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Independents' Day

Is it time for all GPs to resign from the NHS?

Dr John Cosgrove argues threats are the only language ministers understand while Dr Roger Henderson says widespread resignation would divide the profession


The challenges facing general practice are well documented. Increasing levels of multimorbidity, an ageing population and health inequalities are cited in the NHS Five Year Forward View. This is not news, but the message about rising pressures still does not seem to be getting across. Jeremy Hunt’s much-trailed ‘new deal’ for general practice contained neither anything new nor any sort of a deal.

Experience tells us the only effective negotiating tool to bring about real change is a credible threat of mass GP resignation. Holding undated letters of resignation enabled the BMA to negotiate the 2004 GP contract, and the time has now come for a similar move.

This has the potential to persuade the Government to resource general practice adequately and to support us in defining our remit and that of the NHS. While there seems to be a growing belief in some quarters that GPs could be replaced, the NHS would most certainly grind to a halt if it lost us tomorrow.

After all, the health service cannot survive without GPs. Managers calling our bluff is not an option; GPs and their unique role are indispensable in any efficient healthcare system. If we were working outside the NHS, society – whether individuals, co-operatives, insurance companies or government – would have to find ways to reimburse our patients for the use of our services.

While it’s not easy to contemplate turning our backs on a job many of us care so much about, it’s the only way to recharge a profession that’s chronically underprioritised and misunderstood by the Government. As a proportion of GDP, the UK spends less on healthcare than the top 13 OECD countries and, despite the RCGP’s ‘Put Patients First’ campaign, our share of that spend continues to fall, even though 90% of all patient contacts take place in general practice.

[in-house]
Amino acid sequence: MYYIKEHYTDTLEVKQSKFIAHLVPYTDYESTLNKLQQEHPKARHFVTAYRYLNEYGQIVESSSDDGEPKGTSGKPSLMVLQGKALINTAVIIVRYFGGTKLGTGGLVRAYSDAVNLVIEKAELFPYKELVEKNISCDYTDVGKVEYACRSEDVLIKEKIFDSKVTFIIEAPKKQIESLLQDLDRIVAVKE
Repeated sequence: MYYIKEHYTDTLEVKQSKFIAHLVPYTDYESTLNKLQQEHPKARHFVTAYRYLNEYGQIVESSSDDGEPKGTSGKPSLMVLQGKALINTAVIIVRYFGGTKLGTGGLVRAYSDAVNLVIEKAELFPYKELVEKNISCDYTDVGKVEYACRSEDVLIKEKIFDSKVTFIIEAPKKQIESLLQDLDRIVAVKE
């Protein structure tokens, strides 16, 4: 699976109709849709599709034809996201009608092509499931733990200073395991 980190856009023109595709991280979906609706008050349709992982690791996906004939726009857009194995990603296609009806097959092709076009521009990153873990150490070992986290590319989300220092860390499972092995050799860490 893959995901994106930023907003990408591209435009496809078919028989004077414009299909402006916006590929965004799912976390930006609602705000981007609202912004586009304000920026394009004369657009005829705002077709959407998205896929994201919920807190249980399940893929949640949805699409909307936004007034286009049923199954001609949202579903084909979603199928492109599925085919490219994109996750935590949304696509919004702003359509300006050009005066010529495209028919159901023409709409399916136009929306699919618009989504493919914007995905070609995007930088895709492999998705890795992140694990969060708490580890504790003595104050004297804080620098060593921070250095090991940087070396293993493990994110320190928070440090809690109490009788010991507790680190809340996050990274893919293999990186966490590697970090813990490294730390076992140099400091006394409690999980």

While integration makes sense in many ways, there are pitfalls. Super-partnerships and federations are well suited to the current climate, but there is a threat they will accelerate the well-established shift of work from secondary to primary care while allowing social services to raid the cookie jar that is the ring-fenced, but inadequate, NHS budget.

Measures to improve general practice, such as ending media vilification, better targeted health campaigns and improved management of patient expectations will just be a wish list unless we do something radical. That’s why I say we should prepare to abandon ship – now.

Dr John Cosgrove is a GP in Birmingham and an RCGP Council member


At first sight this may seem like a no-brainer – of course we should all resign. Morale is at an all-time low, we are working on less than 7% of the NHS budget and, rather than the promised 5,000 new GPs galloping over the horizon, we will probably have 5,000 fewer by the end of the decade as we retire in droves. Add the disappearance of MPIG and seniority payments, and the fact the number of NHS doctors working as GPs has plummeted to 25%, and things look even worse. Working days of 14 hours have become routine, which is why we’re all permanently exhausted.

Looking at this logically makes the prospect of resignation less rosy, though. Despite the frustrations, to make primary care work we have to be inside the NHS tent talking to ministers, not outside shouting into it.

If we fire our one and only negotiating bullet – the one marked ‘Stuff this’ – from our elephant gun then, yes, there will be a lot of noise, we will briefly feel better and it will shake up the media and politicians. But once the shock and awe has settled, the NHS will still be there, patients with no one to trust but their GP will still need to be seen, long-term care in the community will not have suddenly disappeared and, perhaps most importantly, we will have a divided profession since the one thing we can all probably agree on is that we’ll never get 100% of GPs signing resignation letters.

Within days, public support will plunge from the high level we maintain despite all the setbacks, and the words ‘greedy’ and ‘uncaring’ will plaster the front pages. And that’s without wondering what will happen to our pension, income, premises, staff and cost-rent schemes.